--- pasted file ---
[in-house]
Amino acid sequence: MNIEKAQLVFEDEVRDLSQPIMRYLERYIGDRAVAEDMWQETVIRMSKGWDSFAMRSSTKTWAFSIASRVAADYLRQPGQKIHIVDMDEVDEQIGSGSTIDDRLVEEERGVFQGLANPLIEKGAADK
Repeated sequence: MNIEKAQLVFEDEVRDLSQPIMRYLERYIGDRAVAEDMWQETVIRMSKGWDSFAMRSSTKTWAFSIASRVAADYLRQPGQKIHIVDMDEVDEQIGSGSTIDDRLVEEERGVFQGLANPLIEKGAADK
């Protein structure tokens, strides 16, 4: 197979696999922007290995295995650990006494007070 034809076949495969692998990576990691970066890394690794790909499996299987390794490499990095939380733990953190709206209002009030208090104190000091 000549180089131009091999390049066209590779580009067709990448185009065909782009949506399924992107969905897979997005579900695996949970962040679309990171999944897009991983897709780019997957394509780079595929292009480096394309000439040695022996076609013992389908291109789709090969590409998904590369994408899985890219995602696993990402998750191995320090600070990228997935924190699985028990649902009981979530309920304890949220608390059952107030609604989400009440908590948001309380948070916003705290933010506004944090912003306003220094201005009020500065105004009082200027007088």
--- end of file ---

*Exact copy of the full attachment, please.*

[in-house]
Amino acid sequence: MNIEKAQLVFEDEVRDLSQPIMRYLERYIGDRAVAEDMWQETVIRMSKGWDSFAMRSSTKTWAFSIASRVAADYLRQPGQKIHIVDMDEVDEQIGSGSTIDDRLVEEERGVFQGLANPLIEKGAADK
Repeated sequence: MNIEKAQLVFEDEVRDLSQPIMRYLERYIGDRAVAEDMWQETVIRMSKGWDSFAMRSSTKTWAFSIASRVAADYLRQPGQKIHIVDMDEVDEQIGSGSTIDDRLVEEERGVFQGLANPLIEKGAADK
């Protein structure tokens, strides 16, 4: 197979696999922007290995295995650990006494007070 034809076949495969692998990576990691970066890394690794790909499996299987390794490499990095939380733990953190709206209002009030208090104190000091 000549180089131009091999390049066209590779580009067709990448185009065909782009949506399924992107969905897979997005579900695996949970962040679309990171999944897009991983897709780019997957394509780079595929292009480096394309000439040695022996076609013992389908291109789709090969590409998904590369994408899985890219995602696993990402998750191995320090600070990228997935924190699985028990649902009981979530309920304890949220608390059952107030609604989400009440908590948001309380948070916003705290933010506004944090912003306003220094201005009020500065105004009082200027007088």